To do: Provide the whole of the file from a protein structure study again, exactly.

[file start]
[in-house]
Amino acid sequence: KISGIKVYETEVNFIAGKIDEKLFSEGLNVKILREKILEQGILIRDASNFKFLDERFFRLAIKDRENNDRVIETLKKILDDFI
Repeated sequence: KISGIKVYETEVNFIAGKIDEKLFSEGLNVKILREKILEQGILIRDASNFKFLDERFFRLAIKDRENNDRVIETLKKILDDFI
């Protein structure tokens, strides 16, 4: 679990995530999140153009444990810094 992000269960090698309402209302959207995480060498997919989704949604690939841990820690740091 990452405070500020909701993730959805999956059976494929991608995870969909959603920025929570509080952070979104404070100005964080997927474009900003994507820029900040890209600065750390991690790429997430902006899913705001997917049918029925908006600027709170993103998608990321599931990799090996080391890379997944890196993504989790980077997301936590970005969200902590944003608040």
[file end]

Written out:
[in-house]
Amino acid sequence: KISGIKVYETEVNFIAGKIDEKLFSEGLNVKILREKILEQGILIRDASNFKFLDERFFRLAIKDRENNDRVIETLKKILDDFI
Repeated sequence: KISGIKVYETEVNFIAGKIDEKLFSEGLNVKILREKILEQGILIRDASNFKFLDERFFRLAIKDRENNDRVIETLKKILDDFI
């Protein structure tokens, strides 16, 4: 679990995530999140153009444990810094 992000269960090698309402209302959207995480060498997919989704949604690939841990820690740091 990452405070500020909701993730959805999956059976494929991608995870969909959603920025929570509080952070979104404070100005964080997927474009900003994507820029900040890209600065750390991690790429997430902006899913705001997917049918029925908006600027709170993103998608990321599931990799090996080391890379997944890196993504989790980077997301936590970005969200902590944003608040």